In vitro growth profile and comparative leaf anatomy of the C3–C4 intermediate plant Mollugo nudicaulis Lam.
- 72 Downloads
Mollugo nudicaulis Lam., commonly known as John’s folly or naked-stem carpetweed, is an ephemeral species of tropical regions. The plant is ideal to study the eco-physiological adaptations of C3–C4 intermediate plants. In the present report, in vitro growth profiling of the plant and comparative leaf anatomy under in vitro and ex vitro conditions were studied. In vitro propagation of the plant was carried out on Murashige and Skoog (MS) basal medium augmented with additives and solidified with 0.8% (w/v) agar-agar or 0.16% (w/v) Phytagel™. The concentration of plant growth regulators (PGRs) in the basal medium was optimized for callus induction, callus proliferation, shoot regeneration, and in vitro rooting. The optimum callus induction was obtained from M. nudicaulis seedling hypocotyls. The highest regeneration induction of about 88% or nearly 41 shoots with about 142 leaves per culture vessel was observed from friable callus on MS basal medium solidified with Phytagel™ and containing 4.44 μM 6-benzylaminopurine, 4.65 μM kinetin, 2.69 μM naphthaleneacetic acid, and 0.91 μM thidiazuron. In leaf anatomy, differences related to photosynthetic tissue organization were observed in leaves of in vitro and ex vitro plants, which indicated that changes in the environment affected the anatomy of subsequent leaves in plants. This is the first report of an efficient micropropagation protocol for M. nudicaulis, using an indirect organogenesis method. Efforts were made to optimize the concentrations of various PGRs and organic compounds for in vitro growth of regenerated shoots.
KeywordsMicropropagation Tropical C3–C4 intermediate Phytagel Gibberellic acid Aeroponics
Authors are thankful to the University Grant Commission (UGC), New Delhi, for providing Special Assistance Program (SAP) in the form of Centre of Advanced Study (CAS) to the Department of Botany, Jai Narain Vyas University, and Jodhpur.
- Bhandari MM (1990) Flora of the Indian desert. MPS Repros, Jodhpur, pp 159–160Google Scholar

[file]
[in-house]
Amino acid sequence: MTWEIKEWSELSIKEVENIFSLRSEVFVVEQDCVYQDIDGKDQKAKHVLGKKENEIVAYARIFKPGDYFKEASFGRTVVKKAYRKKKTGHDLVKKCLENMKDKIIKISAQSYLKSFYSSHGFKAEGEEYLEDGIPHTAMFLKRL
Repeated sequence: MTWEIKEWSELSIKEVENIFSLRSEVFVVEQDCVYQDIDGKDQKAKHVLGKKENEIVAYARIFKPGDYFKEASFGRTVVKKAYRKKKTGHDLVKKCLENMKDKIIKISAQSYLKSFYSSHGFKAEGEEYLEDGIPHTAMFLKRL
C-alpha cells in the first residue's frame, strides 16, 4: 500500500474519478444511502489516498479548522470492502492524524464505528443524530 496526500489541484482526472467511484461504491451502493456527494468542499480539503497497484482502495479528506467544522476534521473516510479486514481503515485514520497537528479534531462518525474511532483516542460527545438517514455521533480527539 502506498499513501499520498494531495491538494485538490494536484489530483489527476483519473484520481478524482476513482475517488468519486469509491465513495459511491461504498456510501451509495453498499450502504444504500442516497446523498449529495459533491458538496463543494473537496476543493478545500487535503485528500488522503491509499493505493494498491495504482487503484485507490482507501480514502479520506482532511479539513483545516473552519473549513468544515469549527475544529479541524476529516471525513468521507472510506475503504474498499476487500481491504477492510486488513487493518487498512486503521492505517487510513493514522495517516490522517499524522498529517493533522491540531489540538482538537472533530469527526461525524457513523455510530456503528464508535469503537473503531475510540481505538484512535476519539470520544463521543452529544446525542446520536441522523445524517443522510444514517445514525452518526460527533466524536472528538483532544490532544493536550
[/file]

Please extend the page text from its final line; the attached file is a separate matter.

- Chaâbani G, Tabart J, Kevers C, Dommes J, Khan MI, Zaoui S, Chebchoub L, Lachaâl M, Karray BN (2015) Effects of 2,4-Dichlorophenoxyacetic acid combined to 6-Benzylaminopurine on callus induction, total phenolic and ascorbic acid production, and antioxidant activities in leaf tissue cultures of Crataegus azarolus L. var. Aronia. Acta Physiol Plant 37:16CrossRefGoogle Scholar
- Gomez KA, Gomez AA (1984) Single factor experiments. In: Statistical analysis procedure of agricultural research. John Wiley and sons, New York, pp 7–29Google Scholar
- Mohlakola EM, Cheng C, Lin Y, Guo R, Min KT, Chen Y, Lai Z (2017) Effects of 2, 4-Dichlorophenoxy acetic acid and light on growth of Gerbera (Gerbera jamesonii cv. Daxueju) callus. J Agr Sci Tech 18:385–393Google Scholar
- Nagesh KS, Shanthamma C (2011) Micropropagation and antioxidant activity of Mollugo nudicaulis lam. J Med Plants Res 5:895–902Google Scholar
- Patel AK, Lodha D, Ram K, Shekhawat S, Shekhawat NS (2016) Evaluation of physiochemical factors affecting high frequency plant regeneration of Blyttia spiralis (Forssk.) D.V. Field & J.R.I. wood [synonym: Pentatropis spiralis (Forssk.) Decne.], a threatened climber of medicinal values. In Vitro Cell Dev Biol-Plant 52:10–19CrossRefGoogle Scholar
- The International Plant Names Index (2012) http://ipni.org names: 363731–1. Cited on 15 Jan 2018
- Vincent MA (2003) Molluginaceae Rafinesque: Flora of North America Editorial Committee. Flora of North America, volume 4: Magnoliophyta: Caryophyllidae, Part 1, Oxford Univ. Press, Oxford, UKGoogle Scholar